It still refuses to acknowledge any plans to develop a car of its own, but consumer electronics giant Apple has reportedly been poaching a number of auto industry veterans for what is believed to be known internally as Project Titan – and that now includes a senior Tesla executive.
Chris Porritt, a one-time Aston Martin designer, had been more recently working at Tesla, helping in the development of its two current products, the Models S and X, as well as the upcoming Model 3 battery-electric sedan. According reports in several Silicon Valley publications, Porritt will now serve at Apple as Special Projects Group PD Administrator.
Porritt, however, isn’t the only battery-car executive jumping ship. German automaker BMW has reportedly lost a number of key members from the team that developed it i3 and i8 electric vehicles. The group, which includes Carsten Breitfeld, leader of the team behind the i8 plug-in sports car, will now work on EV development for the Chinese-funded start-up Future Mobility Corp.
Tesla itself hired a number of talented designers, engineers and other executives from the auto industry establishment when it started up 13 years ago. That pace accelerated as the firm laid out plans for a bigger product portfolio. But the pace of the poaching has been accelerating, observers suggest, as more new entrants target the auto industry.
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That would have been unlikely as recently as two decades ago. Only a handful of players had cracked the code and successfully entered the global auto industry since the end of the Second World War. But things have begun to change as the automobile evolved from a mostly mechanical machine to one making extensive use of digital technologies for everything from infotainment and safety systems to electric propulsion.
By the beginning of the next decade, several automakers plan to have fully self-driving vehicles in production and Tesla late last year launched semi-autonomous AutoPilot system.
Meanwhile, increasingly strict global emissions and fuel economy standards are forcing even traditional automakers to invest heavily in alternative propulsions technologies. General Motors recently launched the second-generation Chevrolet Volt plug-in hybrid and Chevy Bolt battery-electric vehicle. VW has projected that at least 25% of its total sales will be battery-based within the next decade.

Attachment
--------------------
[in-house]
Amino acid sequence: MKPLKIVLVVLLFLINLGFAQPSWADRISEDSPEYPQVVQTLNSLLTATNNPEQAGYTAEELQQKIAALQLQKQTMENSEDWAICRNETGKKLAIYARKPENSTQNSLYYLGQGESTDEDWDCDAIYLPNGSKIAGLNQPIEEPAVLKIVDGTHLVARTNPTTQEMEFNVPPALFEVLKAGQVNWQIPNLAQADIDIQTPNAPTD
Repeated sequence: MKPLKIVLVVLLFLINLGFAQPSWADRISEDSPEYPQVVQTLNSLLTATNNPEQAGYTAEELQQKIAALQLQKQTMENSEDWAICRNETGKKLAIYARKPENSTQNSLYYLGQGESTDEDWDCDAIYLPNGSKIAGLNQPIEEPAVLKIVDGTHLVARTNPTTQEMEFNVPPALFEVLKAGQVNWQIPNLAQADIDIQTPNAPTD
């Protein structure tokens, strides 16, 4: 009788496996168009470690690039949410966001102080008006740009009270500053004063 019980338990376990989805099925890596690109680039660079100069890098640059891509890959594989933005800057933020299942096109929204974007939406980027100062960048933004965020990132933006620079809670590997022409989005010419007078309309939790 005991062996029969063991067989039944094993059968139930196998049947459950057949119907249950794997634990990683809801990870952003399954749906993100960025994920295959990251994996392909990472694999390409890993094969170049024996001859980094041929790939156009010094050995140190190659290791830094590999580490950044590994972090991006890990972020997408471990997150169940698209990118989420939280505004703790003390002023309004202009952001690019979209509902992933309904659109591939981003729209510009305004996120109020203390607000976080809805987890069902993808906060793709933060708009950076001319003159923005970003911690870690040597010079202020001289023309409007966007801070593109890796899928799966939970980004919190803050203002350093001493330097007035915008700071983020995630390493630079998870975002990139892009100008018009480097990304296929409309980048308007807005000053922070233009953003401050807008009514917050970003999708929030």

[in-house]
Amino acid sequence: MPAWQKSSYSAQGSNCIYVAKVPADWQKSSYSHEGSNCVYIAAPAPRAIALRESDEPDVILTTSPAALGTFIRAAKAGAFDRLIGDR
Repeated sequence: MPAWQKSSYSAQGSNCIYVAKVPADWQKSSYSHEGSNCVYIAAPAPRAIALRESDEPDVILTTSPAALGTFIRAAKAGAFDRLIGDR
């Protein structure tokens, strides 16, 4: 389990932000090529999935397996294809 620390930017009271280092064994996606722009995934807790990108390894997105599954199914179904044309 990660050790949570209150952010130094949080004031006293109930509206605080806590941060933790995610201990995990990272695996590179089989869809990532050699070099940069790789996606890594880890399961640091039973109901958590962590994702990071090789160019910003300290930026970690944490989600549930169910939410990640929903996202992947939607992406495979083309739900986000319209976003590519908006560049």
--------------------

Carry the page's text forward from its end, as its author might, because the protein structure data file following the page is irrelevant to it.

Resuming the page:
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But established automakers face a variety of limits, including assembly plants designed to produce traditional, gas or diesel-powered vehicles. Officials with Tesla and another start-up, Faraday Future, have underscored the freedom and flexibility they have to start essentially from scratch.
All that has encouraged moves by Silicon Valley and other high-tech centers. Both Faraday and Future Mobility are relying on Chinese money.
The big uncertainty is what Apple, the company with the highest market evaluation in the world, has in mind. There have been numerous reports indicating its intention to go into the car business, and the poaching of BMW’s Porritt marks just the latest automotive executive to be hired by the traditionally secretive company.
Last summer, Tesla’s Jamie Carlson, a specialist in self-driving vehicles, announced he was moving to Apple in a post on LinkedIn. A similar posting on LinkedIn revealed Apple had hired Doug Betts, former quality control chief at Chrysler.
Faraday Future has been creating a talent pool that also includes veterans from traditional automakers, as well as Tesla.
But the big surprise might be the move by Future Mobility to hire away some of BMW’s best-and-brightest from the “i” team. That includes not only Breitfeld but Dirk Abendroth, a senior powertrain specialist, and Henrik Wenders, who oversaw product management for the electric sub-brand.
Some observers have suggested that some of those assigned to BMW i have grown frustrated by the slow pace of product development. BMW CEO Harald Kruger recently said no additional models will come to market until at least 2020.
The battery-electric space could yet see still more new players. There has been speculation, for example, that Google may reverse course and decide to build its own vehicles, rather than simply license its autonomous technology to other automakers. One thing seems certain, there will be even more rapid job turnover within the industry in the years ahead.
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